United Kingdom Internal Market

Part of the debate – in the Scottish Parliament on 18th August 2020.

Alert me about debates like this

Photo of Alex Rowley Alex Rowley Labour

Discussions on the common frameworks were progressing under Theresa May’s leadership, but since Boris Johnson came into power, he has completely ditched them. Boris Johnson seems to have no respect for devolution or for the Governments of the other nations. That will lead to the break-up of the United Kingdom—by Boris Johnson.

Presiding Officer, when it comes to devolution, you do not have to take my word for it. NFU Scotland had this to say about the Tory plans:

“NFU Scotland supports the intention ... to ensure that the UK Internal Market continues to operate as it does now—with free movement of goods and services produced to the same basic regulatory standards.

However, it is the clear view of NFU Scotland, and the other faming unions of the UK, that the proposals pose a significant threat to the development of Common Frameworks and to devolution.”

It also said that

“The proposal on ‘mutual recognition’ ... raises the potential for Common Frameworks to be rendered meaningless.”

NFU Scotland

“is clear that Common Frameworks would provide the most effective alternative to manage ... divergence ... whilst respecting devolution, and so enable the UK Internal Market to operate without friction or distortion.”

The UK internal market proposals appear to

“limit the devolved administrations’ ability to act if any standards were lowered and give the UK Government a final say in areas of devolved policy, such as agriculture, the environment or animal health and welfare.”

I do not think that the NFUS is trying to play constitutional politics; it is saying what is right for its members and for the majority of the people of Scotland. Not only are the Tories trying to undermine devolution, they are trying to roll back devolution. That cannot, under any circumstances, be allowed to happen.

It is not only in agriculture that there are concerns. Scottish Health Action on Alcohol Problems states that the UK Government’s proposed approach to the UK internal market is deeply concerning, and its apparently wide scope to the commitment to frictionless trade risks undermining the ability of devolved Administrations to effectively implement important public health measures that meet the needs and protect the health of the local population.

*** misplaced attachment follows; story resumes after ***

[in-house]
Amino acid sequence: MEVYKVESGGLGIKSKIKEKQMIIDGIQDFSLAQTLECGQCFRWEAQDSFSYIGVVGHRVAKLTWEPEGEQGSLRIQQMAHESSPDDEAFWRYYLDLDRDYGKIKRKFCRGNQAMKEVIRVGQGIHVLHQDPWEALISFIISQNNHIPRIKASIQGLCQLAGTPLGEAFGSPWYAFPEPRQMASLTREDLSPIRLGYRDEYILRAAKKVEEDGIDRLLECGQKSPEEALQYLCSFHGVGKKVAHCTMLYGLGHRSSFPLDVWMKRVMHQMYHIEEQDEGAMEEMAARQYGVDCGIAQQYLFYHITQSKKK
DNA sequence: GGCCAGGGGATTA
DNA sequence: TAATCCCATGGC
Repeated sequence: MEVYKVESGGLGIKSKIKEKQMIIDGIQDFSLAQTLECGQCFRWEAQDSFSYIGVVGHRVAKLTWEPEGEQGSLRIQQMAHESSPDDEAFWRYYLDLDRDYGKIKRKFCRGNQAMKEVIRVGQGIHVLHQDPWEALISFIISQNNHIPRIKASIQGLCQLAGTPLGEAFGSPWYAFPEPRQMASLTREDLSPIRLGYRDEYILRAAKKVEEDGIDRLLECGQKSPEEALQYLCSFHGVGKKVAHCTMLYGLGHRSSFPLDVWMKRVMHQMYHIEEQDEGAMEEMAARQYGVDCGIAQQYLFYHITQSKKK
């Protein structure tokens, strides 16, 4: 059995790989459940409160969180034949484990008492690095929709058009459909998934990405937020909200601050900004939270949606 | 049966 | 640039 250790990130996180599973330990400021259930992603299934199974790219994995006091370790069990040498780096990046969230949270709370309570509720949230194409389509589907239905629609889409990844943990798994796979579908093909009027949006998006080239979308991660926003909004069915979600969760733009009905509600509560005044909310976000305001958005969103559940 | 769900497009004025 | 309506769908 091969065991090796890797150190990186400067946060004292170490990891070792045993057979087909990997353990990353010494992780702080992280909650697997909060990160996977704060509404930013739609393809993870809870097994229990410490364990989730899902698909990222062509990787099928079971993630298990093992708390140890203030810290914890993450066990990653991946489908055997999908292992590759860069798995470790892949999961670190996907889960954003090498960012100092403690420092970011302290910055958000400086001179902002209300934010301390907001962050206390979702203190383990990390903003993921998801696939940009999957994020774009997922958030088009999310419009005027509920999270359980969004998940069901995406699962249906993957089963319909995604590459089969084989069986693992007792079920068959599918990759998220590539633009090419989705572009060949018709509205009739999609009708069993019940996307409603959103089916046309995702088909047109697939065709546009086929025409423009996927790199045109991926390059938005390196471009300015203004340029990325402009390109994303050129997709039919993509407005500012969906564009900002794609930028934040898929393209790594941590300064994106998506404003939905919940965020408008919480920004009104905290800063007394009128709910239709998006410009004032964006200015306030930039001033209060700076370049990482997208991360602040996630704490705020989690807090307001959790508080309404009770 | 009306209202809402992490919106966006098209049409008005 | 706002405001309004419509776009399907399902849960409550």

Those are not organisations playing politics. They are organisations warning that this legislation will be damaging for Scotland.

It was interesting that, in a briefing that it circulated, the Royal Society of Edinburgh welcomed the three key objectives that are set out in the white paper. Those are:

“to continue to secure economic opportunities across the UK ... to continue competitiveness and enable citizens across the UK to be in an environment that is the best place in the world to do business” and

“to continue to provide for the general welfare, prosperity and economic security of all our citizens.”

People might ask what there is not to like about those objectives. However, the RSE briefing paper goes on to state that it is not convinced that the legislation that is proposed in the white paper is required to achieve those objectives.

I agree, and that is why we are supporting the Scottish Government’s motion today. To be clear, we require work across all four nations to agree a much stronger institutional framework for the development and enhancement of the UK internal market. However, that will not be achieved through the white paper and the proposed legislation that has come from the Westminster Tory Government. That is why it must be withdrawn.

Many organisations across Scotland have raised concerns, and they all need to be listened to. Another issue, which was highlighted by the group Radical Options for Scotland and Europe, is the powers of this Parliament to be able to give financial assistance to commercial activities for the purpose of promoting or sustaining economic development and employment. Those powers are at risk.

It is fitting to finish with the statement from the RSE on subsidiarity and proportionality:

“The principles of subsidiarity (that action should be taken at the most local level practicable) and proportionality (that this action should only be broad enough to achieve its aims and no more) are important mechanisms of the European Single Market in countering accusations of centralisation ... no such principles currently exist in the UK, or in relation to devolution”.

If a legislative solution is needed for the UK internal market, the RSE advocates including subsidiarity and proportionality as the mechanisms for guarding against inappropriate UK-wide legislation that would damage the devolved settlement. Therefore, the Tories must think again. If they want to damage the United Kingdom beyond recognition, they should continue with their actions and continue to support Boris Johnson.

I move amendment S5M-22437.1, to insert at end:

“and these proposals would hinder the capacity to utilise state aid interventions, including public ownership, to generate locally-rooted economic development grounded in local democracy.”